In the 1960s Bookchin helped Puerto Rican squatters in Lower Manhattan farm organic fish in tenement basements; he worked with environmentalists and Native Americans to halt the construction of nuclear power plants; he travelled to Barcelona to interview veterans of the Spanish Civil War. He also attacked the leaders of the New Left. ‘When will we begin to learn from what is being born instead of what is dying?’ he asked in his essay ‘Listen, Marxist!’ He took a thousand copies of it to the 1969 Students for a Democratic Society convention in Chicago. Mark Rudd and Bernardine Dohrn, who would soon found the Weather Underground, were making promises of ‘winning state power in the US’. Bookchin led a caucus of 250 members to try to persuade the student movement to put environmental politics at the centre of its revolutionary agenda. It wasn’t interested.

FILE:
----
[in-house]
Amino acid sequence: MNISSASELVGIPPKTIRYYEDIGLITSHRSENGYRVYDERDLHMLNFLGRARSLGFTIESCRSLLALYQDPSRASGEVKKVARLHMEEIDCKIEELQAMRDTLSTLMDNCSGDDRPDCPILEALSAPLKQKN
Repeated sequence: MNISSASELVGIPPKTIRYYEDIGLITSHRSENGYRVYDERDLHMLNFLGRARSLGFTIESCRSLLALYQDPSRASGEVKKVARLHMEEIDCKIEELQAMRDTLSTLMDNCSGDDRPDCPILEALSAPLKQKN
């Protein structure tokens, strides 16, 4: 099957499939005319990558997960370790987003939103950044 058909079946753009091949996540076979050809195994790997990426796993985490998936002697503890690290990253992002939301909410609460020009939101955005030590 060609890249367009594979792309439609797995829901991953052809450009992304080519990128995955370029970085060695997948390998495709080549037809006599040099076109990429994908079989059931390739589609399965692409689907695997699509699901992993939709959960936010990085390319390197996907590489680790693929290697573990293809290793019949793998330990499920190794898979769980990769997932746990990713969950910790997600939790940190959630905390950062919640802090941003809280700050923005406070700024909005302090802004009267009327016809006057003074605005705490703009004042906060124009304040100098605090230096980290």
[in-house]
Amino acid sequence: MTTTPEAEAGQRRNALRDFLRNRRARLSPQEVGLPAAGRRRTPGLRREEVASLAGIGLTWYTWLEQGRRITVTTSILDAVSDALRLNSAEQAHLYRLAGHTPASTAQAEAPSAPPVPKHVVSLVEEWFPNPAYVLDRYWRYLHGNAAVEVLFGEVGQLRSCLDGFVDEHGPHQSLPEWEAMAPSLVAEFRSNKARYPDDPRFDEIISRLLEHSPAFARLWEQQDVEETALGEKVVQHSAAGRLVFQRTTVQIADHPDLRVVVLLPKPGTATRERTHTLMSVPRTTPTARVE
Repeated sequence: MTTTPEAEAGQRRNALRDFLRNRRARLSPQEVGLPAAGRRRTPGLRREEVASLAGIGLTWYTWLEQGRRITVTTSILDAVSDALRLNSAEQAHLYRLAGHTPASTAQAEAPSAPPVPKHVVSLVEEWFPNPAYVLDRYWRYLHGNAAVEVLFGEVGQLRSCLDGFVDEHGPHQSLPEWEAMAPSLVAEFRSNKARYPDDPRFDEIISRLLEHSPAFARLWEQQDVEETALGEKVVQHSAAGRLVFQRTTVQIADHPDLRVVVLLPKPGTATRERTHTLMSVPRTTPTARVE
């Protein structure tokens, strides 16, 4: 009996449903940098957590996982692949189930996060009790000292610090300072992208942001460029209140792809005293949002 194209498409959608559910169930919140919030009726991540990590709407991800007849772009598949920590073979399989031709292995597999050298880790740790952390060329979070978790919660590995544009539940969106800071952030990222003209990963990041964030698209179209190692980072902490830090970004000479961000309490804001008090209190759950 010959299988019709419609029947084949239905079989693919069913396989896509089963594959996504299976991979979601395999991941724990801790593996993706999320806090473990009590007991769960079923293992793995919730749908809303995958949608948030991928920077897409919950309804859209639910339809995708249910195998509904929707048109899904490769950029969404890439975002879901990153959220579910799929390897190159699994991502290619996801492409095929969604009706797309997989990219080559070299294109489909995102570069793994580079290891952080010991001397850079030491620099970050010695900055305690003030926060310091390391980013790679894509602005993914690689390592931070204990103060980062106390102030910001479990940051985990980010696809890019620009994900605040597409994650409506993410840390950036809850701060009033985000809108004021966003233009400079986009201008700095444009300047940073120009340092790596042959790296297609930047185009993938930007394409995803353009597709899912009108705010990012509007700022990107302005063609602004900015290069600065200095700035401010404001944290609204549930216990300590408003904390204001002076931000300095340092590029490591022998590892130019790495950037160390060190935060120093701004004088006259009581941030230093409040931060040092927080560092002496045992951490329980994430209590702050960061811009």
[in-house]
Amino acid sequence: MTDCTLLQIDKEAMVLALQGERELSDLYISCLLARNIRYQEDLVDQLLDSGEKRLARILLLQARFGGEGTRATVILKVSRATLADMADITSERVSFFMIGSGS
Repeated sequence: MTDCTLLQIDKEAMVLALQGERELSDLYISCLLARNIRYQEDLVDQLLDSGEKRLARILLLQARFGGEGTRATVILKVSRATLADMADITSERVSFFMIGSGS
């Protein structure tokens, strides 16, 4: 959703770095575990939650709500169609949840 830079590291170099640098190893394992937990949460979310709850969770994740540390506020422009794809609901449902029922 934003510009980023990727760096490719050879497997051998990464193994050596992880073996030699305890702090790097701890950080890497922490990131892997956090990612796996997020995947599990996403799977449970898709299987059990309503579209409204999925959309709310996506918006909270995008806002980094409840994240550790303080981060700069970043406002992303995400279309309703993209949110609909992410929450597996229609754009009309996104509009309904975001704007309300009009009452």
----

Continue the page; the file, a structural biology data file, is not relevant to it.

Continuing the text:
Accompanied by a group of social ecologists he left the Bronx in 1973 and moved part-time to Vermont, where he’d been invited to lecture at Goddard College. The university soon asked him to head a full-time undergraduate programme, the Institute for Social Ecology (ISE). Bookchin was wary of the academy, and dismissed other radical professors for their ‘refrigeration’ in the universities, but Goddard enticed him with a riverside plot called Cate Farm: a nine-room brick farmhouse, barn and forty fertile acres. It was an ideal place to experiment with transforming technological ‘instruments of domination and social antagonism’ into ‘instruments of liberation and social harmonisation’. Students built thousand-gallon fish tanks, composting toilets, geodesic domes, wind turbines and Vermont’s first solar-powered building. They read Marx, Kropotkin, Adorno, Mumford, Buber and Bookchin’s own writings. Staff and students skinny-dipped, hiked and partied together. In summer, the community swelled to nearly 200 students, drawn by Bookchin’s growing notoriety and guest lectures by Grace Paley, Margaret Mead and Anna Gyorgy. ‘If we are to avoid the mistakes [of] over one hundred years of proletarian socialism,’ Bookchin wrote, we must think and act ‘not simply in terms of economic questions but in terms of every aspect of life … not merely of class domination but hierarchical domination’.